Opel seeking return to 40-hourweek, worker benefit cuts

27th August 2004, Comments 0 comments

27 August 2004 , RUESSELSHEIM - Carmaker Adam Opel AG stands to become the latest battleground in the German automobile industry over wage and benefits rollbacks, with the company aiming to get workers back to a 40-hour week at no extra pay. The mass-circulation tabloid Bild said the 40-hour week is one item in a list of cost-saving measures outlined in an internal paper which the company management has presented to the workers' council. A company spokesman confirmed the list of cost-savings proposals whic

27 August 2004

RUESSELSHEIM - Carmaker Adam Opel AG stands to become the latest battleground in the German automobile industry over wage and benefits rollbacks, with the company aiming to get workers back to a 40-hour week at no extra pay.

The mass-circulation tabloid Bild said the 40-hour week is one item in a list of cost-saving measures outlined in an internal paper which the company management has presented to the workers' council.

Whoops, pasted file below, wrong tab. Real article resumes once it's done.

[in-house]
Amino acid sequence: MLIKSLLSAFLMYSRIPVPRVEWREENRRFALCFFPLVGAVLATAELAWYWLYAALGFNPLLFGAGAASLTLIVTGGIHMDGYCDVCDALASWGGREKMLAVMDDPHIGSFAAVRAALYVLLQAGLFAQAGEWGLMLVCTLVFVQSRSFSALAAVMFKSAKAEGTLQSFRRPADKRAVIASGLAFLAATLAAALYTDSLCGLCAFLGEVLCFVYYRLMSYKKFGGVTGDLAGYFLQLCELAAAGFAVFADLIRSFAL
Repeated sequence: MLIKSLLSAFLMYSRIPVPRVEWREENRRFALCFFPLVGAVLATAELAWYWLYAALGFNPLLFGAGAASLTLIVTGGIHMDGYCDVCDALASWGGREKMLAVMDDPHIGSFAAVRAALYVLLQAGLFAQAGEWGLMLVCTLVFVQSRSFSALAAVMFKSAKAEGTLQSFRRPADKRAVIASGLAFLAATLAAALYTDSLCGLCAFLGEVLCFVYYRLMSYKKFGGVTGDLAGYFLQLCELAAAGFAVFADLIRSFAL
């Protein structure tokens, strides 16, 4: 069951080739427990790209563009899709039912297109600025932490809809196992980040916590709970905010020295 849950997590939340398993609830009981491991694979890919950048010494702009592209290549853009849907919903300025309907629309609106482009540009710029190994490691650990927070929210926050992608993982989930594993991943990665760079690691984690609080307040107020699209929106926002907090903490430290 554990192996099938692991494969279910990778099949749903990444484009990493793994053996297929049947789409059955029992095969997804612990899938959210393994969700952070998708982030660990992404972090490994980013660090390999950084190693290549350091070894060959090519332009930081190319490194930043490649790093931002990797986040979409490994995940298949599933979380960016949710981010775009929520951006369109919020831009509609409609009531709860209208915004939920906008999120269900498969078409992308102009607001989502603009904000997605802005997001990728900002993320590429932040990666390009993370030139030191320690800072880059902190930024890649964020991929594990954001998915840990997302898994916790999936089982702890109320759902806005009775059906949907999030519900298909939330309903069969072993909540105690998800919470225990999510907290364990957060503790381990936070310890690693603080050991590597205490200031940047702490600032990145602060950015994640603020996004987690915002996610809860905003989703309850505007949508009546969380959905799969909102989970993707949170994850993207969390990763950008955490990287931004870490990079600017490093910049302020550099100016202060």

A company spokesman confirmed the list of cost-savings proposals which had been presented to workers on 24 August, but declined to comment on the contents, saying the company and workers would discuss the questions internally.

"This is a catalogue for discussion which does not make any valuation," the spokesman said about the various cost-savings points on the list.

According to a copy of the internal paper obtained by Bild, the list poses a 40-hour week, as against the current 30 to 38-hour week for Opel employees, at no extra pay.

It also said that the list calls for employees at Opel plants in Ruesselsheim, Bochum and Kaisterslautern to receive no wage hikes until 2009.

Further points on the list include cutbacks in Christmas bonuses and other pay benefits related to shift work. In addition, the pace of work at assembly lines is to be stepped up, Bild said.

At Opel's workers' council, officials declined to comment on the list as published by Bild.

Workers' representatives for their part are demanding a job guarantee for the some 32,000 employees in Germany up through the year 2010 as well as promises that Opel will maintain certain production capacity levels at specific individual factories.

The Opel cost-savings proposals pose the latest thrust by a car company seeking wage and benefit concessions from workers in Germany after recent developments at DaimlerChrysler and Volkswagen which have put the firms on a confrontation course with unions.

DPA

Subject: German news
 

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